Feeling Sad, Angry or Anxious? Free Online Resource for All GIC Members
From the GIC Fall 2008 Newsletter
If you or someone you care about is feeling sad, angry or anxious, you may not be sure whether or not it's serious. Don't take a chance. Find out whether or not you or your loved one is depressed and needs help by taking advantage of United Behavioral Health's free, anonymous online resource for all GIC enrollees. United Behavioral Health offers free online questionnaires to help you assess your risk for depression, attention deficit hyperactivity disorder, and alcoholism.
To use this tool, select "click here to enter with only an access code" and then enter the GIC's access code of 10910 to take a quick, anonymous survey under the Find Resources section of the website. If the survey shows signs of depression, get help. If you are a member of one of the UniCare State Indemnity Plans or Navigator by Tufts Health Plan, contact United Behavioral Health. If you're a member of another GIC health plan, contact the plan . If you are feeling suicidal, call 911 immediately for help.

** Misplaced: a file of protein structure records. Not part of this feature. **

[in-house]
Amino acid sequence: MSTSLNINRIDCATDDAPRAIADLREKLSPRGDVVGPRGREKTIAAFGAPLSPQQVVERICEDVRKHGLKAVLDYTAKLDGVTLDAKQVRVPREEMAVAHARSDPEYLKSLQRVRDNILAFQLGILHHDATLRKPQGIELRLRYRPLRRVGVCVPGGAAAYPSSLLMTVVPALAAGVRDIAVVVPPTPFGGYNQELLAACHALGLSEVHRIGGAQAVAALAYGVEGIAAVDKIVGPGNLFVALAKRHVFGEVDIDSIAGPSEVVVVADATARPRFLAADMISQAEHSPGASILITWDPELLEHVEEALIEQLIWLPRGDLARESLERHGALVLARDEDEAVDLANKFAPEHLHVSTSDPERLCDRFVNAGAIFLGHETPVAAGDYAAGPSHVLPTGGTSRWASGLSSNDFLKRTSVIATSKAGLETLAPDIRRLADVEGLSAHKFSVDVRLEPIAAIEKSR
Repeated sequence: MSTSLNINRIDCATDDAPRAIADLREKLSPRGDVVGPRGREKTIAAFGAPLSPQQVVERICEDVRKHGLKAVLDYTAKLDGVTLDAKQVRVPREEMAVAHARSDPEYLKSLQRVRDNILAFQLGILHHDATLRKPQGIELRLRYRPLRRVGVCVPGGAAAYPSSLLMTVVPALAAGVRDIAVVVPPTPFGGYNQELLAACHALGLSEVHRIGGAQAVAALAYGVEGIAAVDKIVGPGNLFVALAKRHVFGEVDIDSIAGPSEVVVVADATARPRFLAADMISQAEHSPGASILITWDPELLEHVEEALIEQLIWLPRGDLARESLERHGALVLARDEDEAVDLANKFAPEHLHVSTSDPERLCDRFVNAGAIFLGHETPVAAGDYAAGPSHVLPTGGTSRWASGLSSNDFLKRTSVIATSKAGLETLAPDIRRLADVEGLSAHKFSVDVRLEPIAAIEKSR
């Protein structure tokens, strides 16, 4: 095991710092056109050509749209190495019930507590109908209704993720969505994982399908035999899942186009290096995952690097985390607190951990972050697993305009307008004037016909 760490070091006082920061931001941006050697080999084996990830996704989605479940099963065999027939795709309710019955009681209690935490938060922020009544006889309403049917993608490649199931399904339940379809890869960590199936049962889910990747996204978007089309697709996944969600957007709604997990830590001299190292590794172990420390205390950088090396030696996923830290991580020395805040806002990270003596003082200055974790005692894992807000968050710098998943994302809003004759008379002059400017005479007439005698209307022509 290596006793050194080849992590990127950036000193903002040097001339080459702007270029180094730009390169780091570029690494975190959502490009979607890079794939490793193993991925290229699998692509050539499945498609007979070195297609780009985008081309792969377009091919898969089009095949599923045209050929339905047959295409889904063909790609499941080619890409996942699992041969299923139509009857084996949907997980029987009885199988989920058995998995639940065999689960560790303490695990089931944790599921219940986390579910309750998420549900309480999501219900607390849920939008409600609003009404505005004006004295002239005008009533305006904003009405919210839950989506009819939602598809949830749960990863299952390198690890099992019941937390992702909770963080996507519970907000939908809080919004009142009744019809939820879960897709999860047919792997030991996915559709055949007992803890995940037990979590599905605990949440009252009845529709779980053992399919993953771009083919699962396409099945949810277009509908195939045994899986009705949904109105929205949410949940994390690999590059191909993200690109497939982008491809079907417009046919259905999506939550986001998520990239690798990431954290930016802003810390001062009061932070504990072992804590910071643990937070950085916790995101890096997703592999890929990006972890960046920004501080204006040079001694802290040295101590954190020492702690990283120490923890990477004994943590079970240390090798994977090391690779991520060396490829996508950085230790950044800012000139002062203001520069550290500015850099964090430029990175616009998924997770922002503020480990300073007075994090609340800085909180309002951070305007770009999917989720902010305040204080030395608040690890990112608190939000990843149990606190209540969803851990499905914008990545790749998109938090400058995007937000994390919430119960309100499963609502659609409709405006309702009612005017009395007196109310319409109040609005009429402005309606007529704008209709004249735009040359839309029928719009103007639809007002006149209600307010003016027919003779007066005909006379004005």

In addition to the online survey, UBH's website has a wealth of information pertaining to depression, stress, and other mental health issues. Another online source of free mental health surveys, available to all Massachusetts workers, is funded by the Massachusetts Department of Public Health Suicide Prevention Program and can be accessed at Mental Health Screening. Click on the Massachusetts Workplace link.
Common signs of depression that last more than two weeks:
- Feeling miserable, sad or irritable
- Losing interest in most activities
- Feeling tired
- Poor concentration
- Thinking of death or suicide
- Loss of self esteem
- Alcohol or drug abuse
Depression is very common. One in four women and one in eight men will suffer from major depression during their lifetime, according to Families for Depression Awareness. Early treatment is critical for a positive outcome. A depressive episode, left untreated, can last six months or recur over a period of years. And, most critically, depression is the leading cause of suicide. Fortunately, more than 80 percent of people with clinical depression can be successfully treated, according to Mental Health America. With early recognition, intervention, and support, most people can overcome clinical depression and pick up where they left off.
This information provided by the Group Insurance Commission.